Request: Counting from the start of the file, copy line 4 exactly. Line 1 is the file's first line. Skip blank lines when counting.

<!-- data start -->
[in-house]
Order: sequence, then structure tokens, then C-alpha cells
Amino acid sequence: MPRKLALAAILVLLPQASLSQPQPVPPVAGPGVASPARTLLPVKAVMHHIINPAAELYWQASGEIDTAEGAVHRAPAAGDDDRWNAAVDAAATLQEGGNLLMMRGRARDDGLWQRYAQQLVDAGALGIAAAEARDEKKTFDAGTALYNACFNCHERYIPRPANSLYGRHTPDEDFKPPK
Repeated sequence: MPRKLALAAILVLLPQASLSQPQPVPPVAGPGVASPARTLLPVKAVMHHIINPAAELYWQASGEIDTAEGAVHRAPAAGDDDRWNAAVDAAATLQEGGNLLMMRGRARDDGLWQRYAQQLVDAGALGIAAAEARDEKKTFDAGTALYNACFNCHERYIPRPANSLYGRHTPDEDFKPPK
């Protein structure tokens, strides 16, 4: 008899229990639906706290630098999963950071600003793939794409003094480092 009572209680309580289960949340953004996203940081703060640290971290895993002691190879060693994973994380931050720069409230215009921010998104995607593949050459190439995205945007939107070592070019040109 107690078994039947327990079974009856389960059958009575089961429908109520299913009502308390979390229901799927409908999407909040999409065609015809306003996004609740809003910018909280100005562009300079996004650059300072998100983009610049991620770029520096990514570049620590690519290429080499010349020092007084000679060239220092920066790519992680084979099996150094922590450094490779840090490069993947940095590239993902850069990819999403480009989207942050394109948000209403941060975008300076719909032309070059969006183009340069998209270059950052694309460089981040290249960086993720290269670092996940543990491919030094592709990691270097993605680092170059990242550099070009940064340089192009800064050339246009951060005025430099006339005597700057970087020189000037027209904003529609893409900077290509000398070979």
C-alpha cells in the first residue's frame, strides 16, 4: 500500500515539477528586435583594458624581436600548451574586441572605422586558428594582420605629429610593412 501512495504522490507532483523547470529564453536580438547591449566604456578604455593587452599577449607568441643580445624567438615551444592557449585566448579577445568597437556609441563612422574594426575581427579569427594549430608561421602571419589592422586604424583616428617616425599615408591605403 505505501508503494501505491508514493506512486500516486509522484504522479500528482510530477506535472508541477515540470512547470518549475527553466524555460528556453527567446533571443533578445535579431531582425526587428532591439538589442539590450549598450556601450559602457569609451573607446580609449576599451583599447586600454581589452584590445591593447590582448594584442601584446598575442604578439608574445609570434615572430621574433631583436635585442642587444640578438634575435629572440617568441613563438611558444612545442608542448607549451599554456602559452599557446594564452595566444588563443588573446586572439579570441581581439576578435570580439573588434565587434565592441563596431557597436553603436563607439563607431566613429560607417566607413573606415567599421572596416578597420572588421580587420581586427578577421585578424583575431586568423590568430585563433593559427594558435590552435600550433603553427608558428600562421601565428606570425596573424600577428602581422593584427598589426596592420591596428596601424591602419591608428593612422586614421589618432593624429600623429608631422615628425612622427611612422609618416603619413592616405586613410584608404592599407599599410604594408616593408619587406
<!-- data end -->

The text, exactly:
Repeated sequence: MPRKLALAAILVLLPQASLSQPQPVPPVAGPGVASPARTLLPVKAVMHHIINPAAELYWQASGEIDTAEGAVHRAPAAGDDDRWNAAVDAAATLQEGGNLLMMRGRARDDGLWQRYAQQLVDAGALGIAAAEARDEKKTFDAGTALYNACFNCHERYIPRPANSLYGRHTPDEDFKPPK